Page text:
"Scientists always worry about how accurately they can measure things. Do you know what we mean when we say we have measured something accurately? We know that every year has 31,556,925.5 seconds. Do you think that is an accurate measurement of the length of a year? Well, actually, it's like measuring the distance to the moon correctly to within the length of your classroom. But just writing down a number doesn't tell you anything about how accurate it is, does it. Suppose I had told you it was 41,556,925.5 seconds?" That would not be very accurate, but you wouldn't know that from the number alone, would you?"

"Today we are going to measure the length of your classroom. We will work in 12 teams of 2, table by table. Take a 6" ruler, and with your partner, make one measurement of the length of the room. Don't tell anyone else what your answer is...we'll collect the answers when everybody is done. But try to make your measurements as accurate as you can. Please make your measurements in centimeters."

The teacher now helps the students make their measurements, which are complicated by the layout of the room and the short rulers, and probably by the commotion. When the students finish, they report their results, and the teacher writes the numbers on the board in ascending order. All the results are recorded in the students' notebooks.

"Well, now, there seems to be some disagreement about the length of the room? Who is right? Is anybody right? How do we know? Then how do we explain to anyone how long the classroom is? Can we think of a better way to look at these numbers?"

The teacher now draws an expanded scale and plots the values on the scale. With a little luck the numbers will cluster around some value, and there will be some numbers which are clearly off, a result of measurement error. The students sketch this scale in their notebooks.

"Is there any way to guess whether any of these values are clearly wrong? [the outliers]. What would be your best guess about what the length of the room is?"

The teacher now explains what an average is and what the median is. Next the class calculates the average and the median and plots these on the expanded scale. Notice how both seem to be reasonable values to choose for the length of the room. Now show the children that if someone really made a bad measurement, the average would change but the median would not. We conclude that the median might be useful if we suspect that some measurements might be really bad.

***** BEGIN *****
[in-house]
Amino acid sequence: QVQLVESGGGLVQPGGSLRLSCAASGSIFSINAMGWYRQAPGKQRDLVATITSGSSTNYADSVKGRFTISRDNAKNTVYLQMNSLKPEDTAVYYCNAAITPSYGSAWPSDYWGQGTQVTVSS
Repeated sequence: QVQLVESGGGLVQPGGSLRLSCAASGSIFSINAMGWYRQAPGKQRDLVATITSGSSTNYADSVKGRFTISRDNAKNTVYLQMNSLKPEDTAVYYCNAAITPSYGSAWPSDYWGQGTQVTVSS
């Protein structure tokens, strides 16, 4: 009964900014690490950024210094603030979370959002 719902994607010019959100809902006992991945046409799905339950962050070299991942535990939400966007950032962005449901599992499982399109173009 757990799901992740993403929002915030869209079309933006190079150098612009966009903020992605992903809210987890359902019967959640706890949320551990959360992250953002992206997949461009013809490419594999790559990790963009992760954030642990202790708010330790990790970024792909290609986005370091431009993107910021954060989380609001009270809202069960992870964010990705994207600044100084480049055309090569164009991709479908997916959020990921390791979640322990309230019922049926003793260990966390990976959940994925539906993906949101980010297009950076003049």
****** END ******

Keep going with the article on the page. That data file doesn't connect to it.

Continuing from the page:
Next, the teacher talks about how accurate the measurement might be. It has something to do with the spread of all the measurements. How could you measure that? You could take the difference between the maximum and minimum values. Actually you would use half the spread and say that the measurement was accurate to half the difference between the maximum and minimum values. The teacher could go on quite a bit on this theme and ask the children if that meant that the next measurement which would be made would be guaranteed to fall within these limits? Hmm, definitely not, but most likely it would.

Finally, the teacher asks the children what they would do to make better measurements. One way would be to use a better ruler. Another way would be to make more measurements.

**Experiment Title:** Measuring Things Accurately

**Hypothesis:** The length of the classroom can be measured accurately
with a short 6" ruler

**Materials:** A 6" ruler, actually 17.28cm long

**Steps:**

- Make 12 groups of the 2 students from each table.
- Each group is to measure the length of the room as accurately as
possible. Don't tell anybody what you measure. Count the number of
whole ruler lengths and the distance left over as accurately as possible.
Number of whole rulers _________ x 17.28 cm = _________ centimeters Remaining length in centimeters _________ centimeters Total length in centimeters _________ centimeters

- Write down all 12 measurements in order from smallest to largest.
_________________________________________________________ _________________________________________________________ _________________________________________________________

- What is the 6th largest measurement of the 12? This number is called
the
**median**...it is the middle number._________________________________________________________

- Add up all 12 measurements and divide by 12. This number is called
the
**average**._________________________________________________________

Sometimes if we draw just the right picture we can understand things
better. Numbers aren't always easy to understand. Your teacher will
show you how to draw a scale from the smallest measurement to the
largest, with the measurements marked on the scale with x's. Copy
the drawing into your report and put x's where the numbers should be.
Mark the median with an **m**, and mark the average with an **a**.

______________________________________________________________

- Why are there so many different measurements?
_________________________________________________________ _________________________________________________________

- What do you think the length of the room really is? Why? Can anybody
really tell?
_________________________________________________________ _________________________________________________________

- Do you think any of the measurements are wrong because of a serious
mistake? Why? Which ones?
_________________________________________________________ _________________________________________________________

- If someone was to make still another measurement, what do you think
it would be? Why? Would you be more certain if the measurements were
grouped closer together?
- Suppose one of the measurements was really far off. Would the
median or the average be most affected by this error? Why?
- Can you think of any ways to make more accurate measurements of
the length of the room?